The end of the world as we know it is the focus of Emily St. John Mandel’s surprisingly humane Station Eleven. … More The End is Nigh in Station Eleven by Emily St. John Mandel
For many years The Bonfire of the Vanities, Tom Wolfe’s satirical novel about race and money in New York City, has been called the definitive novel of the 1980s. It was a smash hit upon publication in 1987 and earned Wolfe, already known for his nonfiction books The Right Stuff and The Electric Kool-Aid Acid Test, raves. But … More Is The Bonfire of the Vanities a Garbage Novel?
I am a total fanboy of Meg Wolitzer’s novel The Interestings, as evidenced by the review I wrote back then. And while I can readily admit that The Interestings is not without flaws, I’m still dazzled by what it achieved: an astonishingly true-to-life examination of how a group of friends progresses over time. The Female Persuasion‘s publication was like … More The Book I Gave up on Twice: The Female Persuasion, by Meg Wolitzer
Eleanor Roosevelt’s relationship with Lorena Hickok has been a source of controversy since the days it was happening in real-time. Were they secret lovers? Merely close friends? The topic has been endlessly debated. White Houses assumes that they were lovers, which seems reasonable, and purports to tell the story of their relationship. And it does, but … More The Secret Love Life of Eleanor Roosevelt: White Houses, by Amy Bloom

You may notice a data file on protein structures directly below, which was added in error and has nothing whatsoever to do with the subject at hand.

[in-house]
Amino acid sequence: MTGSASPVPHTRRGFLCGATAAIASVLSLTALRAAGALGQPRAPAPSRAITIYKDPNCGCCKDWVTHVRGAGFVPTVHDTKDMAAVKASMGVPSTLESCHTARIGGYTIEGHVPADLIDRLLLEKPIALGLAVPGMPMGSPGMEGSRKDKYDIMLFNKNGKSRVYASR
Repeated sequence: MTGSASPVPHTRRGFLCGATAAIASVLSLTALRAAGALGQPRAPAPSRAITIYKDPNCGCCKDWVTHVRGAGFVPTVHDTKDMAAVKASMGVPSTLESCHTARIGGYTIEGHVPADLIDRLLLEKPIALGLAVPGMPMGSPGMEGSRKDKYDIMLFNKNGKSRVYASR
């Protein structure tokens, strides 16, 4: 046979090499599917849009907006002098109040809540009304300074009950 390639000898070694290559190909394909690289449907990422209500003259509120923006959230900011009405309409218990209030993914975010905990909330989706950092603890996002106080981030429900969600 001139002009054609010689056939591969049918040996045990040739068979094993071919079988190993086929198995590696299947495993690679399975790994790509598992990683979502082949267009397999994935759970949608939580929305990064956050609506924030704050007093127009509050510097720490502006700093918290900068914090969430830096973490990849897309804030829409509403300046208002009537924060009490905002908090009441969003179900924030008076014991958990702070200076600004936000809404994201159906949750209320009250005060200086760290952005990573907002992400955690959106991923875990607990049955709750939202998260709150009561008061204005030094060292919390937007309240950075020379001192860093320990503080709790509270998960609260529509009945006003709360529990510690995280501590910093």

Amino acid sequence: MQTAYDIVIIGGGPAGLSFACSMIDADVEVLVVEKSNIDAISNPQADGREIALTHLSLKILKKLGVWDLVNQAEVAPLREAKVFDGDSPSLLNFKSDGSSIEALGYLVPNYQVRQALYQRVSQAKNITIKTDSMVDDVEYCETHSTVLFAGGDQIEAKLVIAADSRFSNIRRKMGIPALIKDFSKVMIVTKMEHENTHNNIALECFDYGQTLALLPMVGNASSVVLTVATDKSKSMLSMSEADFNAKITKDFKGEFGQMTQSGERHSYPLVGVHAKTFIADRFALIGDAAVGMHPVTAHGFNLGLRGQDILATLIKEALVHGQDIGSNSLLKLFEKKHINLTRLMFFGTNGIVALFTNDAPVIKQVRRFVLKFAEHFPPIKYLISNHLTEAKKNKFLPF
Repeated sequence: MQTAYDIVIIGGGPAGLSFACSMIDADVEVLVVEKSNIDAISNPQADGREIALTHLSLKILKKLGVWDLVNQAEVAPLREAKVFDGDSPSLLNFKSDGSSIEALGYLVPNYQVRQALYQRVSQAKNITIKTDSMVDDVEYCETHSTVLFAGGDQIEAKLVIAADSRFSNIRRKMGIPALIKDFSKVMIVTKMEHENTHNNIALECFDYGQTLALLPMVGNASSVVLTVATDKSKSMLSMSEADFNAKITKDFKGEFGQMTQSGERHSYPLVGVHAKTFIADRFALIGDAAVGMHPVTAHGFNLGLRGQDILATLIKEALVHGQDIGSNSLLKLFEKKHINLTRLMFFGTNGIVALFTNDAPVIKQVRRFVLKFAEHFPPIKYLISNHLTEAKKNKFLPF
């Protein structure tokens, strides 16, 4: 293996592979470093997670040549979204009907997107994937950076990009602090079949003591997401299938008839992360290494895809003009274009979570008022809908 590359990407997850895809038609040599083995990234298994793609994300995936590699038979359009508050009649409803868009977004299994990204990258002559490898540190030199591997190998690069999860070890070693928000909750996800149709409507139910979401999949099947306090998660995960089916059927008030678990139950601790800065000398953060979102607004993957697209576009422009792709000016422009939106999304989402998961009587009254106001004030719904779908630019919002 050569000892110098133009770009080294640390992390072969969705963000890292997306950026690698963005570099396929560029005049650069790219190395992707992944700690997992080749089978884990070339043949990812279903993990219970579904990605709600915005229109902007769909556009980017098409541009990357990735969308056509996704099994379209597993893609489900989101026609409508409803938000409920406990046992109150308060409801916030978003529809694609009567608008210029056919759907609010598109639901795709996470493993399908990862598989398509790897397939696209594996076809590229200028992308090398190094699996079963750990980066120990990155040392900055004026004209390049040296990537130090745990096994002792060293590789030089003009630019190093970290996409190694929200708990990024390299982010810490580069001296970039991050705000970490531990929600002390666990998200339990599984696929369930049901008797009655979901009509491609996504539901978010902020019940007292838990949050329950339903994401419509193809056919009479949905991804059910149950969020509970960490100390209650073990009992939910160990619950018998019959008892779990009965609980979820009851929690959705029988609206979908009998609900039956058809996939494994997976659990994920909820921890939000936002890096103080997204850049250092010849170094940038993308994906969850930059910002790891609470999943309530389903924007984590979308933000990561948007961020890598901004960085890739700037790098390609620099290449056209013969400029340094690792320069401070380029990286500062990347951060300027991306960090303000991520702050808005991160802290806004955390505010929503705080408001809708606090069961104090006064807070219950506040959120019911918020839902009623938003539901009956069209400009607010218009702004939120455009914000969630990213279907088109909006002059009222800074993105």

“It’s always a matter, isn’t it, of waiting for the world to come unraveled? When things hold together, it’s only temporary.” Simply put, The Great Believers is a novel about the fragility of life; how tenuous our grasp on it–and each other–is. It is also beautiful, honest, and funny. I am not ashamed to admit that … More Living and Dying in Times of Crisis: The Great Believers, by Rebecca Makkai
My favorite reading experiences either teach me about something I didn’t know much about or shine a light on parts of our culture I am unfamiliar with. Part of the urgency of reading Junot Díaz, for example, is that the stories he tells are usually left on the margins if they get told at all. … More Living and Dying the Native American Life in America: There There, by Tommy Orange
I have a condition where I want to like Alan Hollinghurst’s writing more than I actually do. The Line of Beauty was fine, but my opinion of it was helped by a BBC adaptation that smoothed out a lot of the areas I found problematic in the book itself–namely that there was something inaccessible about it. … More A Gay Multigenerational Saga: The Sparsholt Affair, by Alan Hollinghurst